Cancer researchers worldwide are heralding the results of a "sensational" new study, in which a team from the University of Pennsylvania showed that a cancer patient's own immune cells can be genetically re-engineered to target and kill cancer cells. Though it's a preliminary study involving only three patients with leukemia, the successful results have left typically staid medical researchers wildly buoyant. Here, a guide to this breakthrough:
How was this study conducted?
Blood samples were drawn from three people with chronic lymphocytic leukemia, an aggressive form of cancer that affects blood and bone marrow. The patients' T cells — a type of immune cell found in the blood — were then genetically re-engineered with a strict agenda: To find cancer cells and kill them. "We put a key onto the surface of the T-cells that fits into a lock that only the cancer cells have," says researcher Dr. Michael Kalos, as quoted in the Vancouver Sun. The modified T cells were then infused back into the patients' blood.
What happened to the patients?
The results were so dramatic, even the doctors were shocked: "Within three weeks, the tumors had been blown away, in a way that was much more violent than we ever expected," says researcher Carl June. Moreover, these patients' tumors were in an advanced stage, and the prognoses were quite negative. Following the treatment, however, "we saw massive reduction in tumour burden," says Dr. Kalos. "One patient had over seven pounds of tumor and it all disappeared."
Could the cancer return?
It's possible. But the modified T cells — which essentially became "serial killers" — proved hearty, growing their numbers more than 1,000 times through reproduction, and surviving for months. Plus, the researchers programmed the cells to produce dormant offspring T cells that would spring back to life if the cancer ever returned.
How are the patients doing?
A year after the therapy started, two of the patients had complete remission of leukemia, and one had a partial response to the therapy — the patient's cancer is less severe. One of the patients wrote in a first-person essay, "I'm healthy and still in remission. I know that this may not be a permanent condition, but I decided months ago to declare victory and assume that I had won."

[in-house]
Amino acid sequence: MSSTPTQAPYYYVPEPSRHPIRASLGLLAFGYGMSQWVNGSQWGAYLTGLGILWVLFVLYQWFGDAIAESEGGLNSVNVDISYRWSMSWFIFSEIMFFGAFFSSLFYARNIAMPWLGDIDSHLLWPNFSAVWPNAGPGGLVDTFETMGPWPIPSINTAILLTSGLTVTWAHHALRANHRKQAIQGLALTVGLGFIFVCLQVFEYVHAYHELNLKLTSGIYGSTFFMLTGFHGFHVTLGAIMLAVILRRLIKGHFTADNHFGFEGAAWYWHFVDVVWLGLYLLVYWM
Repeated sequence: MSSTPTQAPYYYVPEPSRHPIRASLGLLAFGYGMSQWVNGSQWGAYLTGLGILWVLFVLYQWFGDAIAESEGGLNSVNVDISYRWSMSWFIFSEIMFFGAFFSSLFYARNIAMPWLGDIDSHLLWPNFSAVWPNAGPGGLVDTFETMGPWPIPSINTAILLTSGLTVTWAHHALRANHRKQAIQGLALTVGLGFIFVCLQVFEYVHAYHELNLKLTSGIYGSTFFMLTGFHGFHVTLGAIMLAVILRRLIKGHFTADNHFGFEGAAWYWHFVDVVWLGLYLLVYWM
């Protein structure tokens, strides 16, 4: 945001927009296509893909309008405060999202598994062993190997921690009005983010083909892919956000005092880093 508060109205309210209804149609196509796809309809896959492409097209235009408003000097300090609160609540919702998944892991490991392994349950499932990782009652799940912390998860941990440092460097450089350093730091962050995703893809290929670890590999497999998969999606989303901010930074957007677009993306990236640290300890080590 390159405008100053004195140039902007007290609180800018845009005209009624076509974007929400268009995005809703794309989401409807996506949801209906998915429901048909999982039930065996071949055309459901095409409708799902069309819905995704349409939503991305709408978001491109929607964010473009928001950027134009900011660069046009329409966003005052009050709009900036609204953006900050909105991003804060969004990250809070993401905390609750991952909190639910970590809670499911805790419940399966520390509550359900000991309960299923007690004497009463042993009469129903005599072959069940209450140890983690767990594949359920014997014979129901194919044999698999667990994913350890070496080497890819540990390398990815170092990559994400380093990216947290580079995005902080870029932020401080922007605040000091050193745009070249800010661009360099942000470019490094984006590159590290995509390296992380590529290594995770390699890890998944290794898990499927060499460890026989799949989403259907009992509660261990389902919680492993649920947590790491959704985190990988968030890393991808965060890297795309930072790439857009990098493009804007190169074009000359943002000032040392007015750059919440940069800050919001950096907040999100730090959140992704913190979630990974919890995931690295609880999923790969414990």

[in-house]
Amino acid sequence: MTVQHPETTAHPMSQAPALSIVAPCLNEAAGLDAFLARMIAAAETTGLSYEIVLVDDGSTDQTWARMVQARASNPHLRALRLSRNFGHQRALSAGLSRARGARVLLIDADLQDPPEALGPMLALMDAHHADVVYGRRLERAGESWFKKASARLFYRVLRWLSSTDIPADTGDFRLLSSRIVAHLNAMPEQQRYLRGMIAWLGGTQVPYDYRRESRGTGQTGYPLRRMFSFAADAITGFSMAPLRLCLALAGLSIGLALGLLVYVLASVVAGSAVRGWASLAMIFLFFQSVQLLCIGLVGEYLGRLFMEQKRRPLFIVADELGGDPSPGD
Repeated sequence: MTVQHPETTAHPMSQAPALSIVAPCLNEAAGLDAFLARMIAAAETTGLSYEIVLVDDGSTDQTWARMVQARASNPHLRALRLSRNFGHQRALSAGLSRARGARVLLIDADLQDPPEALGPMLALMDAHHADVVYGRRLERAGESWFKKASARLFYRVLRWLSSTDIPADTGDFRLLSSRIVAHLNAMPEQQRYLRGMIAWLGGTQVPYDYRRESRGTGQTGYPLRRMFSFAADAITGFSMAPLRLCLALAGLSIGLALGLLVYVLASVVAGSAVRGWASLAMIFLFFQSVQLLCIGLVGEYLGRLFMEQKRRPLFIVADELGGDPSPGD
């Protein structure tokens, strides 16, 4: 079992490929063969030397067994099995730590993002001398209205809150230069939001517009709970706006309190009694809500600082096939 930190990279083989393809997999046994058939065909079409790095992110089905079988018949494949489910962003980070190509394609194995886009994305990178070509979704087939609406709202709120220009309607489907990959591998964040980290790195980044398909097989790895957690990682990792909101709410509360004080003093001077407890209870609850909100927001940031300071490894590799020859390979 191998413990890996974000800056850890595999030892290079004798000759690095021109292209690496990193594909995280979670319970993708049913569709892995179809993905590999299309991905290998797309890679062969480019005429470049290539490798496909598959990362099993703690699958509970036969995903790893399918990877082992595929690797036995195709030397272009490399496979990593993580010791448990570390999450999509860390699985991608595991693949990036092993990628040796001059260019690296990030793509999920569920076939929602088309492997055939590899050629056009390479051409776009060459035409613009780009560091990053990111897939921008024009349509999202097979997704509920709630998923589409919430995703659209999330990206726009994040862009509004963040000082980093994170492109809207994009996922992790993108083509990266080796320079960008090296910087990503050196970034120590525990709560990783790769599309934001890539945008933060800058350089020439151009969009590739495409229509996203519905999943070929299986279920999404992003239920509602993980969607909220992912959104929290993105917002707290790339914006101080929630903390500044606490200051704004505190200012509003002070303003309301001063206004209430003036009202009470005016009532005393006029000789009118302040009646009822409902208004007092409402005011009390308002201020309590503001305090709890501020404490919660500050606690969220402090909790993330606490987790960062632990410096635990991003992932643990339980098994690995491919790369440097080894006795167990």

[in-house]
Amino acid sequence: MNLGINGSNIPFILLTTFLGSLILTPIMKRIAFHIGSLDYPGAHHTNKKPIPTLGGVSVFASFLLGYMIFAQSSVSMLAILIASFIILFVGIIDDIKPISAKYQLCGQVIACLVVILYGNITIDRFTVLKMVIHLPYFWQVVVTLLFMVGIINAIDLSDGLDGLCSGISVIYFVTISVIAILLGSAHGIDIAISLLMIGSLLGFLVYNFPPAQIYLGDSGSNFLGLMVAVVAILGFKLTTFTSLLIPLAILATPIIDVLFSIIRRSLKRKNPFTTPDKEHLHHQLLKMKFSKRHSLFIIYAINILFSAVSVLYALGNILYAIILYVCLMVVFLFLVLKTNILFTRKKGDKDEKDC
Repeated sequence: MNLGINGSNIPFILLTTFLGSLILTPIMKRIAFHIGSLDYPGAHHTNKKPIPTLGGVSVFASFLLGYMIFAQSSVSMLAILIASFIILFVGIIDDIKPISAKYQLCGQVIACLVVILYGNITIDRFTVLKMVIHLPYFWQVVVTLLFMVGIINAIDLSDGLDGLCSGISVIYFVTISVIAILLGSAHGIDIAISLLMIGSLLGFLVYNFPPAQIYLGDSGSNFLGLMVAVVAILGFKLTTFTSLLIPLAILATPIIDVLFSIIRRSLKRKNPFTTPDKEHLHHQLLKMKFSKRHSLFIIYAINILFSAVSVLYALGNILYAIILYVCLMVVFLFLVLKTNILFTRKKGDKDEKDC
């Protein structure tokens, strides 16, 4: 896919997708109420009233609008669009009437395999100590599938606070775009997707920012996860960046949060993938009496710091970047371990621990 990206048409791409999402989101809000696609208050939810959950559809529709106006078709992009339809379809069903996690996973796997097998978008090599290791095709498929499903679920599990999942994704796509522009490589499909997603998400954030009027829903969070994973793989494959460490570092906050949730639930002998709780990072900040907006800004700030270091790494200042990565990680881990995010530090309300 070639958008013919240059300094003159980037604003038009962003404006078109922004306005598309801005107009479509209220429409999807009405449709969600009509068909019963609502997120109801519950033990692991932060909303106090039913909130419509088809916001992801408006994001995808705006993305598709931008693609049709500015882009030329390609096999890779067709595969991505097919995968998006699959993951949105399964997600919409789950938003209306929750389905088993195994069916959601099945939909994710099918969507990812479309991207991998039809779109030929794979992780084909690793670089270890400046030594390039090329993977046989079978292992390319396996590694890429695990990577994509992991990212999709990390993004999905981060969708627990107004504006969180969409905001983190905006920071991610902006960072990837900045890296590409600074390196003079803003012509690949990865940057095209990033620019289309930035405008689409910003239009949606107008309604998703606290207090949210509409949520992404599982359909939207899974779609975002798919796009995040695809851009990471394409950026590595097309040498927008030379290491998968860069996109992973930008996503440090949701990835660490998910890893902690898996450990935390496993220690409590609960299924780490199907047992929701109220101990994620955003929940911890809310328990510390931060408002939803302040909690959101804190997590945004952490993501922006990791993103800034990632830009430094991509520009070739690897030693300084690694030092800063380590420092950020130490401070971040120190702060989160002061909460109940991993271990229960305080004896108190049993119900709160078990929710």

Are there any downsides to this new therapy?
Yes. The treatment is so strong that it can result in "tumor lysis syndrome" — chills, nausea, and fever — caused when a large number of cancer cells die very suddenly. Because tumor lysis syndrome can result in kidney failure, the condition requires prompt medical treatment.
What are other cancer researchers saying?
Most are very enthusiastic. "This is a huge accomplishment — huge," says Dr. Lee M. Nadler of Harvard Medical School, as quoted in the Los Angeles Times. Researchers have been struggling for decades to develop cancer treatments that use a patient's immune system to kill tumors with greater precision, leaving the rest of the body unharmed. "It is kind of a holy grail," says Dr. Gary Schiller of UCLA.
When will the new therapy be available?
Not for several years, if ever. Much more research needs to be conducted to ensure that this treatment is safe and effective. "The longer term toxicities and efficacy are not at all clear," said Dr. Bruce Chabner of Massachusetts General Hospital Cancer Center, as quoted by ABC News. "[This treatment] could be historic, but it will take several more years and many more cases before we know."
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